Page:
The amount of megapixels, or resolution, is fundamentally about how big of a 2D photograph one can print. So, when viewed on even big screen monitors, the 14 Megapixel camera ends up throwing away over 90% of the pixels. In fact, the lens on most point-and-shoots have a fraction of the resolution of their sensors! With light field technology, we make use of the pixels you would traditionally throw away. We use those pixels to retain the depth information of the scene. This has many benefits including, focusing after the picture is taken to any subject in the scene, on to displaying 3D pictures, even holographic when that is available. Light field resolution provides better than HD quality today.

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A camera you focus AFTER taking the picture. / Eric Cheng — click the kitteh!

Photography has always required a few technical decisions before shooting. You (or your expert proxy, the camera’s computer) need at the very least, to focus the lens and set the exposure, based on your artistic intent, the subject at hand, its setting, and various parameters related to constraints specific to your lens and sensor or film stock.

Those choices always take a little time, and define irrevocable characteristics of the final image. A seriously out-of-focus subject will always remain a blur, while a blown-out highlight will always glare whitely and detail-less out of the print. Short of repainting the subject, there are limits even to post-processing stalwarts such as Photoshop.

But of course ‘exposure’ and ‘focus’ are concepts of optical engineering, of the process of photography, not characteristics of the world. The visual world is a field of light, from within which field a photograph is constructed by placing the limitations of a specific combination of lens and sensor at a specific location, at a point of time. The visual world itself is neither focussed nor unfocussed, neither over- or under-lit. It is merely light.

What if we could capture more fully a description of that field of light, and, after the fact, at our leisure, decide on what should hold focus, what should be the depth of field, what should be a highlight, what a mid-tone, what deep mystery of shadow? Aesthetically, such a choice offers obvious freedoms. Pragmatically, it means that time need not be wasted on camera-system configuration, but rather in getting access to, and framing the shot –- important for sports, street and wildlife photographers alike.

Two emergent technologies offer to deliver on that promise of leisurely, post-production exposure and focus. On the exposure front, High Dynamic Range sensors have been ‘the next big thing’ for several years now. When it comes to focus, the revolution may have just taken place. US-based startup Lytro has decloaked from stealth mode to announce its first Light Field camera, based on founder and CEO Dr. Ren Ng’s academic research. The camera itself is still vapourware, but Lytro’s algorithms are demonstrated in interactive Flash images on their site. Click on any part of an image, and hey presto, it springs into focus. This is a genuinely disruptive imaging technology, and comes with other interesting claims, including massively improved low-light performance, and single-lens 3-D.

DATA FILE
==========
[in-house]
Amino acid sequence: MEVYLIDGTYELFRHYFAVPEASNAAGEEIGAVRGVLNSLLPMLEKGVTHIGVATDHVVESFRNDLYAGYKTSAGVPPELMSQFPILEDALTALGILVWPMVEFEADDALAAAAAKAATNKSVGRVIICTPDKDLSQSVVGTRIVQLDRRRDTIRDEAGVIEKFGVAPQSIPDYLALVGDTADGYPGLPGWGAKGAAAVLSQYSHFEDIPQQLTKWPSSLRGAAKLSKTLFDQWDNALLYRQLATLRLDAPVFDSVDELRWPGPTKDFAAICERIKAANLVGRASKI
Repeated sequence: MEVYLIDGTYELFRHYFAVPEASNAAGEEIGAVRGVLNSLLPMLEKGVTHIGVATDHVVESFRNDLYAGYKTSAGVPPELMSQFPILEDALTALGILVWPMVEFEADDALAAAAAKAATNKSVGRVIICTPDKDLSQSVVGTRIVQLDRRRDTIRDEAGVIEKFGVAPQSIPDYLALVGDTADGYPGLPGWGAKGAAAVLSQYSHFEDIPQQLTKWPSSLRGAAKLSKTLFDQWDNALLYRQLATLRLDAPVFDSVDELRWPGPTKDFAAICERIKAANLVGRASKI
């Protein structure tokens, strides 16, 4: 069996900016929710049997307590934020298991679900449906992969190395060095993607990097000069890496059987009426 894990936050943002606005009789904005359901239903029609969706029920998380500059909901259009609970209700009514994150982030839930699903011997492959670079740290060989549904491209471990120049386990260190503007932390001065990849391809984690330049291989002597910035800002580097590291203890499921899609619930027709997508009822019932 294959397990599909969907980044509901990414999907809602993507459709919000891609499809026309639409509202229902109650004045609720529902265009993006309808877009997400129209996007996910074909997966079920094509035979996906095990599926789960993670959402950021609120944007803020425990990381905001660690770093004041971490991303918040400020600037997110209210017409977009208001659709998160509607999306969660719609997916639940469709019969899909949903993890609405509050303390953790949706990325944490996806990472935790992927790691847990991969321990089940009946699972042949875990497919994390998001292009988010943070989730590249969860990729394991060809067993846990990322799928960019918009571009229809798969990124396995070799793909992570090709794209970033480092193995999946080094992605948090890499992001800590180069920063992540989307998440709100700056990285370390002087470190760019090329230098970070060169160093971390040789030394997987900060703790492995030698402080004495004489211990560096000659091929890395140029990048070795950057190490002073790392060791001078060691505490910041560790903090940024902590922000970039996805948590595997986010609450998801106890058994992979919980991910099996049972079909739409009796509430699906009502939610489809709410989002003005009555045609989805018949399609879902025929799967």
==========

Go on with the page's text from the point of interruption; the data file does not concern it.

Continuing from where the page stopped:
It all looks cool — though rather low-rez — in the demos. Given the potential value of their intellectual property, we’re surprised that Lytro aren’t focussed (ahem) on licensing it out to the big players. Instead, they are (apparently) planning to swim their cool tech, under the flag of a startup brand, into the perilous waters of the consumer electronics market, buoyed only by a vapourware product and a brand positioning — living pictures — which is a weak undersell of the scope of their innovation. One has to wonder, why not aim elsewhere? Why not focus on the professional photography customers to whom Lytro’s very real benefits should have a high commercial value? Why, indeed? Is it possible, for example, their Light Field technology throws away resolution in exchange for its magic? Maybe there’s no way to integrate it with legacy optics, which would reduce its utility for professional photographers? There’s simply not sufficient information on Lytro’s site to tell.

Damn, though, their tech is cool, and double-damn I want one of their cameras, to take for a spin some steamy night at Superstore. We’ve asked them for an interview. We will keep you posted. In the meantime, we’re off to read Dr Ng’s original research papers…

UPDATE — some answers from Lytro

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Vanishing Point

‘Spotting’ youth trends rubs them out.

Christiane F is a David Bowie-soundtracked ’70s film about a young girl’s descent into heroin addiction. The film — if you haven’t seen it — is a bit of a morality tale but worthy of note for the fantastic scene where Christiane and her friends go rollicking through a subway to the sounds of ‘Heroes’ (from 6:58).